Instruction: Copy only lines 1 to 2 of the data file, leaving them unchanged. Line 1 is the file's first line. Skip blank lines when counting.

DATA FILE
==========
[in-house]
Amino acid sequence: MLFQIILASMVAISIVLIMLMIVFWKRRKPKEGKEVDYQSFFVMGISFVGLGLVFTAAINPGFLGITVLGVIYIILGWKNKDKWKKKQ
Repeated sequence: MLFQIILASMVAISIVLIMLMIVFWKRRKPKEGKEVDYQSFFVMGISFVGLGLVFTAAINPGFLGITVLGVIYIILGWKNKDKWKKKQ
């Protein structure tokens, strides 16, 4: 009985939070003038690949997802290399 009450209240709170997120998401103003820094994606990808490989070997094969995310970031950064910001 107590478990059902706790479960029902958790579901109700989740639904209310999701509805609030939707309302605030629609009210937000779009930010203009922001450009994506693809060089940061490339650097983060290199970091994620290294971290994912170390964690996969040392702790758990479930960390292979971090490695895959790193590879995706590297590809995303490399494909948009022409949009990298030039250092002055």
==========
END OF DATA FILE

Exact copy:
[in-house]
Amino acid sequence: MLFQIILASMVAISIVLIMLMIVFWKRRKPKEGKEVDYQSFFVMGISFVGLGLVFTAAINPGFLGITVLGVIYIILGWKNKDKWKKKQ